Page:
Blues Lawyer and the Art of Patience

How the band bounced back from pandemic peril with a fab new album

Blues Lawyer (Image: BandCamp)

Blues Lawyer was in the process of promoting their second album, Something Different, when COVID brought the world to a halt. 

“We had a tour of Japan booked and had bought plane tickets. Then the flights got canceled,” said Rob Miller, the band’s rhythm guitarist and main vocalist and songwriter. “I had to go through a bureaucratic labyrinth to get some money back. It was pretty brutal. 2020 was supposed to be the year we’d tour and support our record, but all of that was put on standby. When we all thought the world was coming to an end, I started writing songs again. I thought I must be a glutton for punishment to do the same thing all over again, but the only thing that could keep me sane was to go on making music. If I gave up on that, I’d sink into a deep depression.”   

The band — rounded out by bass player Alejandra Alcala, lead guitarist Ellen Matthews and drummer, vocalist and songwriter Elyse Schrock — usually gathers to jam on the ideas Miller and Schrock bring to rehearsals. Unable to do so, Miller started making demos with everything planned out. He emailed his ideas to the other musicians and they responded with their comments. “We finally got together at our Oakland rehearsal space in the fall of ’21, everyone masked and vaxxed. Everyone was familiar with the songs, because of the individual work they’d put into them. It was great, finally being in the same room and hearing the music come alive.”

Blues Lawyer All In Good Time, Dark Entries Records 2023

Once they had the final arrangements worked out, they headed into the studio to record the songs on All in Good Time, the title Miller had in mind as he was writing the tunes. “Some people have the notion that our lives are broken down into periods in which you’re supposed to achieve certain things, like graduating from school, getting married and being financially comfortable. This should take place by the time you’re 30, for example. The album is about not surrendering  to that idea and being OK with not knowing where you are in your life. When you can accept that there are things beyond your control, and that its OK to not know where you’re at or where you’re going, you can calm down. That sentiment is the summation of the album. The songs are about arriving at that conclusion. The first line of the first song on the album, ‘Chance Encounters,’ is ‘I wanna stop talking about the way things used to be.’ Our earlier songs were caught up in the past events of one’s life. These are more reflective, and more focused on looking forward.” 

The band cut the album in three days, at Santo Studio in Oakland, with producer Andrew Oswald. 

“We were all masked,” Miller said. “We overdubbed the vocals after. That streamlines things and makes it a bit simpler. You don’t have wear headphones to listen to the scratch vocals. Masks and headphones take you out of the experience of playing your instrument and focusing intently on that.” Miller said the vocals were done later in booths, safely isolated. 

Despite the difficulties presented by the pandemic, All In Good Time sounds like a live performance. “I Won’t” is a bright, bouncy pop/punk tune with a propulsive beat. Matthews plays a distorted guitar rhythm as Schrock provides a syncopated backbeat and a cheerful vocal. Miller sings lead on “Wrong Time,” a mid-tempo lament. He describes the tangled feelings one has coming to terms with the end of a love affair, softly singing, “What’s worse than feeling bad? Feeling nothing at all.” The album closer is “Tangled Mess,” a rocker with a lively vocal duet between Miller and Schrock and a short, hard-hitting guitar solo by Matthews. The song’s lyric describes the end of a complicated relationship.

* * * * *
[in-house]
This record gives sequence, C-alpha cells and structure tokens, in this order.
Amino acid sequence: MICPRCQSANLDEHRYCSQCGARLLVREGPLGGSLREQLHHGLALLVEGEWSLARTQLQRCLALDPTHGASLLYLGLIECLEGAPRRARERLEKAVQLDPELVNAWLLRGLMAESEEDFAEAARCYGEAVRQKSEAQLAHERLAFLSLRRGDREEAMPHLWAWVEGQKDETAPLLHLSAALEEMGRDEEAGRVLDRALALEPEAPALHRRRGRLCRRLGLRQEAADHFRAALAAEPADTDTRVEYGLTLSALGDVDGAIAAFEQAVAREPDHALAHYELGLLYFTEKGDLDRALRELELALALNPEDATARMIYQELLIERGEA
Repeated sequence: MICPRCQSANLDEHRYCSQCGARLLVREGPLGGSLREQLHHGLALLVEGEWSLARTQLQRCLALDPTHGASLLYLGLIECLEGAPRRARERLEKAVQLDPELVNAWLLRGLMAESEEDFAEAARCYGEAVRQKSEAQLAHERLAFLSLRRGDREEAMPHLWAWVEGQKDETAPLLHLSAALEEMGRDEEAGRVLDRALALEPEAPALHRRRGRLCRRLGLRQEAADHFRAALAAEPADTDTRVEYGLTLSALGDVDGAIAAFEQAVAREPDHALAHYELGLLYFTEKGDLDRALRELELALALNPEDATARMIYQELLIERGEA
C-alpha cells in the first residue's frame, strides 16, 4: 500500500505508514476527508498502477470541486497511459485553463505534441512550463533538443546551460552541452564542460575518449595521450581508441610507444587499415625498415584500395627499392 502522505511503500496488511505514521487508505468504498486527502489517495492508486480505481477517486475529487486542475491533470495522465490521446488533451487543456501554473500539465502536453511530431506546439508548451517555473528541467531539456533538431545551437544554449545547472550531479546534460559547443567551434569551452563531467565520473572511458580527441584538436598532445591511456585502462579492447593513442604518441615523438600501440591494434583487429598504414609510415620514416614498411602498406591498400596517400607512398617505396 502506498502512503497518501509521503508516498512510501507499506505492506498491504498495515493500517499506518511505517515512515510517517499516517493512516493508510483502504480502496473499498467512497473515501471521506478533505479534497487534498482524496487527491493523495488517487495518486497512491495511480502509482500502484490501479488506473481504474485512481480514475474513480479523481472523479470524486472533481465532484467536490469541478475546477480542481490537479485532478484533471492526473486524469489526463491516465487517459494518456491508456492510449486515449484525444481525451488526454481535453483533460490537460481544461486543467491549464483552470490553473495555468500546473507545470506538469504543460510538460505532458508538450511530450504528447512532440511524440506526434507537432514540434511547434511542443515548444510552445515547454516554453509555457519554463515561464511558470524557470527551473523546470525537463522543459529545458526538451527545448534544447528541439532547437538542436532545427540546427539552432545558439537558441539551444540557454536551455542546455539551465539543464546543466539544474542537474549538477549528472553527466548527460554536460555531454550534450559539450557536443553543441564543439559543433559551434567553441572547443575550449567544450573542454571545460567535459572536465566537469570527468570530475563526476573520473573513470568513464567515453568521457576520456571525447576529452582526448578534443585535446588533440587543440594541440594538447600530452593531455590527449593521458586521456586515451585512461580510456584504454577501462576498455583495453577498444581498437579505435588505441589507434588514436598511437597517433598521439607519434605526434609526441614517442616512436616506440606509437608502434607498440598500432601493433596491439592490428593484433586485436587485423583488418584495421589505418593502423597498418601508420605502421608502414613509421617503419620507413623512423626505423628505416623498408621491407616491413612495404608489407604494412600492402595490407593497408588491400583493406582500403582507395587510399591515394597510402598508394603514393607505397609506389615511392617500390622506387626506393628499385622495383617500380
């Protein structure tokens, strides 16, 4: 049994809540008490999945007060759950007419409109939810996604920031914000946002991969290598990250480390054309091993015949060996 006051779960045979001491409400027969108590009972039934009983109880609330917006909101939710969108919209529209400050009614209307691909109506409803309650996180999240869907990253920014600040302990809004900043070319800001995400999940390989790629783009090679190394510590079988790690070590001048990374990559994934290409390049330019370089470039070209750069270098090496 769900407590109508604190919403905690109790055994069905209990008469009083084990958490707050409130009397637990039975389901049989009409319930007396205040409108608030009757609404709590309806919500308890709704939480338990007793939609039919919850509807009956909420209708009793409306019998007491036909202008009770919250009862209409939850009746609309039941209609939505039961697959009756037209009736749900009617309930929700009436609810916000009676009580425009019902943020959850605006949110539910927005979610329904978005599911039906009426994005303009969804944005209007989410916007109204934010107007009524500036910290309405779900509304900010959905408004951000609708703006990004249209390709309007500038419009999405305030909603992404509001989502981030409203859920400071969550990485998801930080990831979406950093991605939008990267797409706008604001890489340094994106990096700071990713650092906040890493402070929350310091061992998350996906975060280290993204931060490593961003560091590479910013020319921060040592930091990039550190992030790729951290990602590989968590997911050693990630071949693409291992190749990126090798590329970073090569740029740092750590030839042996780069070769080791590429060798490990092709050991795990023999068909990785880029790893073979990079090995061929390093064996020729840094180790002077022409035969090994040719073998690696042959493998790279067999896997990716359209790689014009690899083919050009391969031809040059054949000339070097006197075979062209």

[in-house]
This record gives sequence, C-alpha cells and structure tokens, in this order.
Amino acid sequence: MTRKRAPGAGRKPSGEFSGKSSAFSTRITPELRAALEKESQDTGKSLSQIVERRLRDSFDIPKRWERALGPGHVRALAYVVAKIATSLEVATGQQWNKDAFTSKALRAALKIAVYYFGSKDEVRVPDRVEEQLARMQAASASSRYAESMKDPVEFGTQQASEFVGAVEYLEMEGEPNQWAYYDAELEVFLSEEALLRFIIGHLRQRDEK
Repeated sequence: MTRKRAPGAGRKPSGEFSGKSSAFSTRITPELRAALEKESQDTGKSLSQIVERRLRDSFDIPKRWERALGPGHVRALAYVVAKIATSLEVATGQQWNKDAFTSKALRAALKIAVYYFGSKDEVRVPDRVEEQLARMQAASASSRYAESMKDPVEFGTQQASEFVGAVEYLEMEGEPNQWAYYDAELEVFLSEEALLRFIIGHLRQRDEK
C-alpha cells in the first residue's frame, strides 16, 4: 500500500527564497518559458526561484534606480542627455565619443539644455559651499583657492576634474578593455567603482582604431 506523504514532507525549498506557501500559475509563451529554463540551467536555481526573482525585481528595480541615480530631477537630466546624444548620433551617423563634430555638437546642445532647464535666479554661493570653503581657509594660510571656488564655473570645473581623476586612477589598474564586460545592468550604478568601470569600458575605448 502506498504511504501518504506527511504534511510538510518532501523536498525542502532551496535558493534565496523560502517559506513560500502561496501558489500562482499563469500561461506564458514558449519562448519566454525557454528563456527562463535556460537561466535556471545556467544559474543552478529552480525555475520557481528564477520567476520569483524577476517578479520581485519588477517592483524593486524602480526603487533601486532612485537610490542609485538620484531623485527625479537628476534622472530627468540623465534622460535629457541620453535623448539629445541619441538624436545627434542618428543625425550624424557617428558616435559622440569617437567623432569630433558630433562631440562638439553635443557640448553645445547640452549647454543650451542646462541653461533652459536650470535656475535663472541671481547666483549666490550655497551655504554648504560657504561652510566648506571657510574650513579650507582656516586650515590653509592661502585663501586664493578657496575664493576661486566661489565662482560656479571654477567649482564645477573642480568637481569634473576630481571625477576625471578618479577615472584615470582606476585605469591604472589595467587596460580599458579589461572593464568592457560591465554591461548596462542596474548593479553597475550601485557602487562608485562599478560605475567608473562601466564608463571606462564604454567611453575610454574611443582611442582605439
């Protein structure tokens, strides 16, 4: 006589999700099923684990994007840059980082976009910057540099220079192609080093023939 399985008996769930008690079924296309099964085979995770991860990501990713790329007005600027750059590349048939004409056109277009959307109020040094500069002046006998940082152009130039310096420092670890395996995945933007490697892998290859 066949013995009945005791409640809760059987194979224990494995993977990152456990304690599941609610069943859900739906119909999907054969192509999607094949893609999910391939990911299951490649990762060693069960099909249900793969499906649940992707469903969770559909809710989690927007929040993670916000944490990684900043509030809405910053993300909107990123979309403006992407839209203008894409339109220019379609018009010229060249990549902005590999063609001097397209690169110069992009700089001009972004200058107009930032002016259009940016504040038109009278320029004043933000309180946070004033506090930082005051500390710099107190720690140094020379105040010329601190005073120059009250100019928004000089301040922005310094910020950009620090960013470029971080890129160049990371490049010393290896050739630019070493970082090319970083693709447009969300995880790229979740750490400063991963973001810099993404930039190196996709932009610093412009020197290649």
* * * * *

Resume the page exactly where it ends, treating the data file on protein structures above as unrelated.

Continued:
The band wrapped up the recording process last year but, since they’re a self-financed DIY band, it took a long time to get everything lined up for the physical release. 

“After you make an album, you have to figure out how to present it to the public,” Mille said. “We ended up partnering with Dark Entries, a label that reissues dance music classics. I used to do the mail order marketing for the band and I noticed that Josh [Cheon, owner of Dark Entries] bought our two previous albums. A lot of people were scratching their heads when they heard Dark Entries were putting us out, but [Josh] is a music obsessive and said he could help us get it mastered and manufactured.”


VIDEO: Blues Lawyer “Nowhere To Go”

With the album out, they’re ready to hit the road to promote it. “We play periodically, but it’s easy to oversaturate the local Bay Area market. We are going to do a couple of tours this year: the Pacific Northwest in April and, in September, we’re going to Europe. A promoter in Portugal heard our music and contacted us. He said he wanted to help out and booked us.” 

The band also makes videos, available on YouTube, produced and directed by their drummer Elyse Schrock. Other than that, they keep a low internet profile. 

“We use Instagram and Twitter, but don’t have a website,” Miller said. “Buying a domain name is expensive and most people don’t go to band websites anyway.” 





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j. poet

j. poet has been writing about music for most of his adult life. He has contributed to the San Francisco Chronicle, East Bay Express, Harp, Paste,,, American Profile, Creem, Relix, Downbeat, Folk Roots, New Noise and more national and international publications and websites than he can remember. He wrote most of the Musichound Guide to World Music (Visible Ink, 2000) and had two stories in Best Rock Writing 2014 (That Devil Music). He has interviewed a wide spectrum of artists including Leonard Cohen, Merle Haggard and Godzilla. He lives in San Francisco. 

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